Humpday Hall of Shame: Human Resources laurels for Securus' inhumane corporate practices

This week's Humpday Hall of Shame is written for us by guest blogger Jorge Renaud, policy analyst with the Texas Criminal Justice Coaliton


Words matter, as do the accolades we give to each other to recognize achievement and progress. Both must be grounded in an agreed-upon understanding of terms. Otherwise, we have a grotesquerie similar to the one achieved when Henry Kissinger – whose idea to deescalate the Vietnam War by bombing Cambodia resulted in 40,000 deaths there – was awarded the Nobel Peace Prize in 1973.

An entity named DallasHR saw fit to award its 2014 Human Resource Executive of the Year Award to Kate Lengvel, a vice president in Human Resources for Securus Technology. If your memory needs refreshing, Securus is the Dallas-area company that provides telephone and video services to a bunch of U.S. jails and prisons and also trumpets a product line called Satellite Tracking of People (STOP). This latest is reminiscent of a long-time Texas tradition whereby ranchers staple identifying markers to the ears of their cattle to keep accurate counts of their herds, and it’s pretty well indicative of what Securus does – dehumanize incarcerated individuals and their families, all for profit.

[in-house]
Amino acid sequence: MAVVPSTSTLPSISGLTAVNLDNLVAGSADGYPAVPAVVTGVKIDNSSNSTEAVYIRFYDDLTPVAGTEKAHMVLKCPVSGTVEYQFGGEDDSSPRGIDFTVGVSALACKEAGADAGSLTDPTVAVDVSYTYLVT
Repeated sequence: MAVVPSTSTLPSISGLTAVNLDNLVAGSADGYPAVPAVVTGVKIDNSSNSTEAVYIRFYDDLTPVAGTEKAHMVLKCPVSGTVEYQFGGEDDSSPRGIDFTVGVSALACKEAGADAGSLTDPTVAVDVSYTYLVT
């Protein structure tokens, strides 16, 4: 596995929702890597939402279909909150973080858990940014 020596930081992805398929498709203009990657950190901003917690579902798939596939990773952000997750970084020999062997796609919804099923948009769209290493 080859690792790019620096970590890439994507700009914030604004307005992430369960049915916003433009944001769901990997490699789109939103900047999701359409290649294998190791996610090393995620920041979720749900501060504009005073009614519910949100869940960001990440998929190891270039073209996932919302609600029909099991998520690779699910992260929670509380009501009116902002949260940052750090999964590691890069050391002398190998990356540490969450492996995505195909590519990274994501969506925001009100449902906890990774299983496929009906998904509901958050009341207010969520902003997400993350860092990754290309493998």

DallasHR named Lengvel as Executive of the Year for whatever it was she did in 2014, which is the same year Securus demanded that the Dallas County Jail halt all face-to-face visits between individuals in that jail and anyone caring enough to visit them. The reason for that demand was so Securus could squeeze more money from people whose only remaining option, if they wanted to have visual contact with individuals incarcerated in the jail, would be to pay Securus and visit via video.  Dallas-area advocates fought that move, enlisted Judge Clay Jenkins in the battle and persuaded local officials that the idea was not in the best interests of anyone concerned. Except, perhaps, for Securus, which applied salve to its wounds through profits gained from the video-only visitation services it provides to Travis, Bastrop, McLennan, and eight or so other Lone Star State county jails, with Bexar County soon to follow.

Evidently, to DallasHR, the resources needed to be ineffably and demonstrably human, such as empathy and consolation and support and love when in crisis, are not resources to be acknowledged but to be snuffed out by corporate policy. A graphic example of the resources needed, but ignored, by those using Securus products was given by Jennifer Long, an arts educator for gifted and talented youth in Dallas. Long turned to Securus so she could stay in contact with her boyfriend, locked up in the Florida state prison system. As Long points out, the resources Securus values are those quantified in “new revenue” streams, and it is likely those resources that Lengvel is so adept at producing.

The company that Lengvel represents recently said in a promotional release that it was committed to providing software technology that reduced the “inconvenience of incarceration” for those in the system. Words matter.  Surely DallasHR can find a company to recognize for its excellence in human resources other than one that sees incarceration as merely “inconvenient” and finds nothing wrong with policies that do not see people as humans but as revenue streams, and whose goal is to continually increase its bottom line through the commodification of despair.